Zuckerberg was right. Fake news stories did not drive this election. However, he is wrong about what is the real problem with social media.
Fake news stories masquerading as coming from real news outlets were not a driver of actual changed opinion in the election. Not one vote was changed or added. However, if anything, users became a massive research tool. Sharp-eyed Johnnies-on-the-spot, becoming adapt at spotting the suspicious clickbait stories, quotes, and headlines, were researching the source before sharing or agreeing. More and more your Citizen Journalist, that is: I, saw just how quickly Friends and Friends of Friends were posting one word: FAKE.
So, yay for intelligent users of Facebook. There’s more of you than anybody expected.
While admitting the fake news stories on social media did not effect the outcome of the presidential contest, like all good Liberals, Zuckerberg and others in Silly Con Valley still push the idea that the solution to fake news stories is for them to exercise more control over content. Specifically Facebook said they take the problem “‘very seriously’ and pledged it would root out misinformation in people’s News Feed and in trending topics.”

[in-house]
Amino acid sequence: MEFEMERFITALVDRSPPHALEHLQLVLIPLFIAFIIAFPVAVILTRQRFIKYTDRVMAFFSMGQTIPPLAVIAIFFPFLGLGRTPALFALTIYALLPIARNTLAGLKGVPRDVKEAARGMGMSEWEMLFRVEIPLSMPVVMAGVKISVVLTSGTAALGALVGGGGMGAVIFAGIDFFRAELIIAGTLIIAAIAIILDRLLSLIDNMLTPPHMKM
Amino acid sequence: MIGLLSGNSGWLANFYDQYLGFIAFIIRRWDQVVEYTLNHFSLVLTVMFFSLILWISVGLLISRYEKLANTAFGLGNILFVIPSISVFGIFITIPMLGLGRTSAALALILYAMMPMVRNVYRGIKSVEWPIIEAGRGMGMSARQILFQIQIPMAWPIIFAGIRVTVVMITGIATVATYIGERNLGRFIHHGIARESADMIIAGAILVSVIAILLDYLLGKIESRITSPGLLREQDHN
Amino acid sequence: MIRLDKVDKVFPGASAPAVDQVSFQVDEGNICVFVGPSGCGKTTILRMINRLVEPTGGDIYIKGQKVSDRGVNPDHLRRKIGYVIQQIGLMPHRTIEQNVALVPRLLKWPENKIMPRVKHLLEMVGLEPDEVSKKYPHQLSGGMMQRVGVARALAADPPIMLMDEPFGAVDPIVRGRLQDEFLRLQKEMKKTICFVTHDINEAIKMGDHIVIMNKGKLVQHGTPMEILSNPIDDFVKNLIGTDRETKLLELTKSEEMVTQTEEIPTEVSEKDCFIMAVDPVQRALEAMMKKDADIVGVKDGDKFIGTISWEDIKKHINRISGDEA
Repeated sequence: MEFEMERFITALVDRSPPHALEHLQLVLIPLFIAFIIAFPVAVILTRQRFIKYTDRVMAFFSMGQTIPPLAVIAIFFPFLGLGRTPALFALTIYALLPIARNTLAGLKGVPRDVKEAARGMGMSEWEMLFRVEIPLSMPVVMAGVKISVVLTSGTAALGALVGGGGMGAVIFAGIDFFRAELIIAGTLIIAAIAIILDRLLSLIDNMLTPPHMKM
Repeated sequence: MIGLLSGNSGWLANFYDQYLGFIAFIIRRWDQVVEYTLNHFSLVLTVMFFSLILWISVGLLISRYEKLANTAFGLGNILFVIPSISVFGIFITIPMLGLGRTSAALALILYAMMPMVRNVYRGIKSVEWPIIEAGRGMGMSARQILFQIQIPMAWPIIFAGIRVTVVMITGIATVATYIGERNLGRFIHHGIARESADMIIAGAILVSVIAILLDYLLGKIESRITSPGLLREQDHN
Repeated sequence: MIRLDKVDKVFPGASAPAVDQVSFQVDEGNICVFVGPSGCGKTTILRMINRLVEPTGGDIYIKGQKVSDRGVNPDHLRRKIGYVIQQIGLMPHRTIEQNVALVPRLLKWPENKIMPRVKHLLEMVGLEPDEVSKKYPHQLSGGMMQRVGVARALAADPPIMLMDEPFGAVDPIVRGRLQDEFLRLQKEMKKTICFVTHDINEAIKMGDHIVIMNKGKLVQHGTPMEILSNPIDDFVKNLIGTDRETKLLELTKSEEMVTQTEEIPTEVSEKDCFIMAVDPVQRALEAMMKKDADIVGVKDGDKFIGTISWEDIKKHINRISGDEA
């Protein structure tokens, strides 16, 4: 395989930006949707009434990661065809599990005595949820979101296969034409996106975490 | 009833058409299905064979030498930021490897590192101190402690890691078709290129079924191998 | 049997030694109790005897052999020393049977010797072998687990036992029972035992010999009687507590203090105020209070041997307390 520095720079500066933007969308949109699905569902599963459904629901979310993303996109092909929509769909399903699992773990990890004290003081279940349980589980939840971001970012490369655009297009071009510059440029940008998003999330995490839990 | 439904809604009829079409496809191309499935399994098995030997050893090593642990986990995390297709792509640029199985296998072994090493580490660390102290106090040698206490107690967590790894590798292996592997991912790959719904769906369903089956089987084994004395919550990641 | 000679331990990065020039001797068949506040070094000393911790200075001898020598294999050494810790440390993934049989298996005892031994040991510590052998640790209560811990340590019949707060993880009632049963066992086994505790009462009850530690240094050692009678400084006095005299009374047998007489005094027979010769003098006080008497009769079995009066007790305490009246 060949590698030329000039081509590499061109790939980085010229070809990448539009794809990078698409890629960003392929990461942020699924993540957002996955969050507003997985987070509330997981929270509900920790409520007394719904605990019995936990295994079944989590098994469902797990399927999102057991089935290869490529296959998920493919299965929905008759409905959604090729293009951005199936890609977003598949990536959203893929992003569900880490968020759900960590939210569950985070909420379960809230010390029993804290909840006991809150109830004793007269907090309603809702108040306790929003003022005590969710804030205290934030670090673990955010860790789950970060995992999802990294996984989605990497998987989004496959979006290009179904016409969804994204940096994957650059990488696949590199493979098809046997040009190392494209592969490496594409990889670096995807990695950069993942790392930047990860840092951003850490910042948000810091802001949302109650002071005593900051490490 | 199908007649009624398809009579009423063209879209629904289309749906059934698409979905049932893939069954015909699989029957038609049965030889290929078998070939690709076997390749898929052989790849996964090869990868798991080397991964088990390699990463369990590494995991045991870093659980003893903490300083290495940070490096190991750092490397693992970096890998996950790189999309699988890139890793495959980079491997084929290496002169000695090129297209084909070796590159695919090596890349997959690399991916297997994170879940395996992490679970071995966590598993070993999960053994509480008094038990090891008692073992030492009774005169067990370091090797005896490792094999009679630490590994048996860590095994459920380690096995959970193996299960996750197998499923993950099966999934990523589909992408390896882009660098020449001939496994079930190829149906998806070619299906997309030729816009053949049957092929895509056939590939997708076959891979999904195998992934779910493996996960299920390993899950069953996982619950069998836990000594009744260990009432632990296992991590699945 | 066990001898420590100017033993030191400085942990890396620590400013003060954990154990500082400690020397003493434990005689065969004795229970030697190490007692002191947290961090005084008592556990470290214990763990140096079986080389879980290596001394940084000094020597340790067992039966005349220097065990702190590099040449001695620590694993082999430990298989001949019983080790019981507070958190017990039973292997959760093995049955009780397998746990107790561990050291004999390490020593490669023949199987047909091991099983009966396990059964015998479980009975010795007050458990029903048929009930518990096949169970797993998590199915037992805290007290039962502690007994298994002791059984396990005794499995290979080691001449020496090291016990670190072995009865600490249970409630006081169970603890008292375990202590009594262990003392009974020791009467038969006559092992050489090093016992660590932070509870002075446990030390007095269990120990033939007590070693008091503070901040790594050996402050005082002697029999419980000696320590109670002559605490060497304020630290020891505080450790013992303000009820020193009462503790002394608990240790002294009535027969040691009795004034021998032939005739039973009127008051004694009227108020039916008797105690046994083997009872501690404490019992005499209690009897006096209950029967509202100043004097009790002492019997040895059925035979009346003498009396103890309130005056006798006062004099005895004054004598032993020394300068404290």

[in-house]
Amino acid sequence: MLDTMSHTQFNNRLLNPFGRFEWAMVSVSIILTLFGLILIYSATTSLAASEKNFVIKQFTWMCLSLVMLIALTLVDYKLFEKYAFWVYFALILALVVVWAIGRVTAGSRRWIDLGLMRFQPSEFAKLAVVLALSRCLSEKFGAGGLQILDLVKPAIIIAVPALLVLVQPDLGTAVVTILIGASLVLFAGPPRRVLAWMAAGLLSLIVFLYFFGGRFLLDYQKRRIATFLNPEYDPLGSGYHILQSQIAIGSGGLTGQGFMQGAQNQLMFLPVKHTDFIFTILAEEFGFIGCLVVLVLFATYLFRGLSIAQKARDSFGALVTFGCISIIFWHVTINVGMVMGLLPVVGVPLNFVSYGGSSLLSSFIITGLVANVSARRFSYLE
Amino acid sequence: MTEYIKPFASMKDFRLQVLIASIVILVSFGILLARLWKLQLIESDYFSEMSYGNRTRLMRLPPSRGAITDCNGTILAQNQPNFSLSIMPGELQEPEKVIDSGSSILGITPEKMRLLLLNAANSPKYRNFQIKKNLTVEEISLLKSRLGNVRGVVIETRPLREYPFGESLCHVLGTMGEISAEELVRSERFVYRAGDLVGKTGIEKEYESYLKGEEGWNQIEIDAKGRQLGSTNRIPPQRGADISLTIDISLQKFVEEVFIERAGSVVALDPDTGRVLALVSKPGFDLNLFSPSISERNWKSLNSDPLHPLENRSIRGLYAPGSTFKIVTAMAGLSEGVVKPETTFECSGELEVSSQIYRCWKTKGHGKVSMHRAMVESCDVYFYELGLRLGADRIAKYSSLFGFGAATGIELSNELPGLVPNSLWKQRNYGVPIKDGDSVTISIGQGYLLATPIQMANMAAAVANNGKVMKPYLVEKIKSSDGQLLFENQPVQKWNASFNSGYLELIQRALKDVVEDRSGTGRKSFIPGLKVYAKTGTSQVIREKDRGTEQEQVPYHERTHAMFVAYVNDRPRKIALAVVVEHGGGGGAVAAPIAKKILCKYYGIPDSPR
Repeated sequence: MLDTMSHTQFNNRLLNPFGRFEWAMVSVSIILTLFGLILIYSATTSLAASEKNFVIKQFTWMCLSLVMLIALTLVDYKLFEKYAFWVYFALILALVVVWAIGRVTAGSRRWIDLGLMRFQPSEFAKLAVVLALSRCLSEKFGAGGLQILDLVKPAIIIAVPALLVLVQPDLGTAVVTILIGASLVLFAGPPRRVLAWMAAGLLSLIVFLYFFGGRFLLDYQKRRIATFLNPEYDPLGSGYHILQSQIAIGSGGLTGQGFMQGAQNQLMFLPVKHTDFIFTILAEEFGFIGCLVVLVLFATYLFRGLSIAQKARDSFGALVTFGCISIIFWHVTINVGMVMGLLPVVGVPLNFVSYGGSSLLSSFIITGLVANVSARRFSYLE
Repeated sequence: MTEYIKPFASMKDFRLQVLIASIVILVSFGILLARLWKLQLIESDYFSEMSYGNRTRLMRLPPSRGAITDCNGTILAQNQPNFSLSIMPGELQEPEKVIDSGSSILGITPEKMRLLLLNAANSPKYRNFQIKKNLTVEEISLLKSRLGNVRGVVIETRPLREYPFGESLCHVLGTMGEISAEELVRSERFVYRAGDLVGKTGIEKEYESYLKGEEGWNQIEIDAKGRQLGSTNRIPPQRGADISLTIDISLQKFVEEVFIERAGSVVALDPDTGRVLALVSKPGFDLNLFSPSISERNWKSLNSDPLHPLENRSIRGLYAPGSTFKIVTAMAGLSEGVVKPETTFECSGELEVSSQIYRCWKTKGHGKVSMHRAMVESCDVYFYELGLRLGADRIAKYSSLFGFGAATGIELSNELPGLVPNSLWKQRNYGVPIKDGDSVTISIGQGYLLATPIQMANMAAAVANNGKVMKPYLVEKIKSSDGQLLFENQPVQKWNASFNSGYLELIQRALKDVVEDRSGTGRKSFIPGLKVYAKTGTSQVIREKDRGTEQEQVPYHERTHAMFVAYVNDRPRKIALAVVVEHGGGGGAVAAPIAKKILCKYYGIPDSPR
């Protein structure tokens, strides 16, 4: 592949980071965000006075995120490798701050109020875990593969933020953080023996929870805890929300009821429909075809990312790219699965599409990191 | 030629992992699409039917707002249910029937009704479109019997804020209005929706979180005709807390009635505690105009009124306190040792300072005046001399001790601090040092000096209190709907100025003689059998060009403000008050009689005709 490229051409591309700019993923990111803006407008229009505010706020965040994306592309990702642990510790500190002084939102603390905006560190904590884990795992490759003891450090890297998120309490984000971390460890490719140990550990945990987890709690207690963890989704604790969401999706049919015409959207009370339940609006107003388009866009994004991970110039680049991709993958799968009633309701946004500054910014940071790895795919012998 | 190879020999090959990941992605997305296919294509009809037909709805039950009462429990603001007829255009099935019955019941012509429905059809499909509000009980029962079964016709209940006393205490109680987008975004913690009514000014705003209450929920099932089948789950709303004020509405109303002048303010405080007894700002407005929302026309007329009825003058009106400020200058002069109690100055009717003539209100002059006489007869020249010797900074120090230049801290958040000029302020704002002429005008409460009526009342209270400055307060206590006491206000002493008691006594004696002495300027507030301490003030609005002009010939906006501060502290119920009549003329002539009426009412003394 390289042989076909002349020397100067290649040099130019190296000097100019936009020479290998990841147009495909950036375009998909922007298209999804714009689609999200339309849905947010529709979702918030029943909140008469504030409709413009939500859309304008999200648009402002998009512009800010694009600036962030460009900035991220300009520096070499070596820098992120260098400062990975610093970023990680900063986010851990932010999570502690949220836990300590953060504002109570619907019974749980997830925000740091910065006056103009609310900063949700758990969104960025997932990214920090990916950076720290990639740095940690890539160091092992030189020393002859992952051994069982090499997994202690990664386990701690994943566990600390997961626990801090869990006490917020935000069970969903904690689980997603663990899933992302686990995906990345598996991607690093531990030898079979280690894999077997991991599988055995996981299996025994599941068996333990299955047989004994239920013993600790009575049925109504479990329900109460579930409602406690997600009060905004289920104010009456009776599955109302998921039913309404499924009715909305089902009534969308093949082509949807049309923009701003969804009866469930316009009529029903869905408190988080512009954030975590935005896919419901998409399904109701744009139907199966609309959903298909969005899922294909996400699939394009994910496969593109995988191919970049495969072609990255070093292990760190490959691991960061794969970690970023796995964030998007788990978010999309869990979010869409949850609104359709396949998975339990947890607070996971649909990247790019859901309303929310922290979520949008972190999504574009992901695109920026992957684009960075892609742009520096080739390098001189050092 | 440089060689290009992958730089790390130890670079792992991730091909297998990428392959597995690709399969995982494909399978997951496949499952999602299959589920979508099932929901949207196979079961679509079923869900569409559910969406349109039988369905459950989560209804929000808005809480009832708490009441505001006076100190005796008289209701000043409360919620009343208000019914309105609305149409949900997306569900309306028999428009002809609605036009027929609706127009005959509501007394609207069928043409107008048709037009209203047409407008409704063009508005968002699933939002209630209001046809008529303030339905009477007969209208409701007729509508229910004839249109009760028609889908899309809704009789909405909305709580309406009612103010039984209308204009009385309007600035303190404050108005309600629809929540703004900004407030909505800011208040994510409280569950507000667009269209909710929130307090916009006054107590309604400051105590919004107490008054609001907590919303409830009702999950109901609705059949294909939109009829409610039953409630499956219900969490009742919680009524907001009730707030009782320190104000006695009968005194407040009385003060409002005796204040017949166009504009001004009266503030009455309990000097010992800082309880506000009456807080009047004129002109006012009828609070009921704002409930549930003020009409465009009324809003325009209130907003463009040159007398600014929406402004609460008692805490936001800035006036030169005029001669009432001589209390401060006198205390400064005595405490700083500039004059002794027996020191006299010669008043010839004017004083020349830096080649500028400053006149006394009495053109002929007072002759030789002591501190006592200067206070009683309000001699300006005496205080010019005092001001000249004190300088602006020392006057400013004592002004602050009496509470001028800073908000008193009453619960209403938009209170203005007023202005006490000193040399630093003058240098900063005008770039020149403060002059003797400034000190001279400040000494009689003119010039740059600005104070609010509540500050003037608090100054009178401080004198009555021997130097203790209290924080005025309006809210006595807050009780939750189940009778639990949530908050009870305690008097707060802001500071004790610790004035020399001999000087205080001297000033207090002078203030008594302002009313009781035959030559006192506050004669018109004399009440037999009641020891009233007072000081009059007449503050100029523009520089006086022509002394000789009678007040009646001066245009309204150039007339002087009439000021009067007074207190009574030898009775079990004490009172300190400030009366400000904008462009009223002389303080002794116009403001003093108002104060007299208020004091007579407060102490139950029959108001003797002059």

That solution would be a big negatory, good buddies.
In fact, speaking as someone who was shadowbanned on Twitter and who has many posts never show in my hard-won Friends’ timelines — even when they are tagged, I can tell you the big complaint we all have is how much control that is now exercised over our personal online interactions.
Twitter and Facebook may ask for proof of my claims and say they exist only in my imagination. Because I do not control the databases they do, they know I cannot provide that proof. But I do know when things stop working like they used to.
In any case, sweeties, we don’t want more of your control. Especially when that control consists of deciding what is and is not misinformation before allowing others to see it.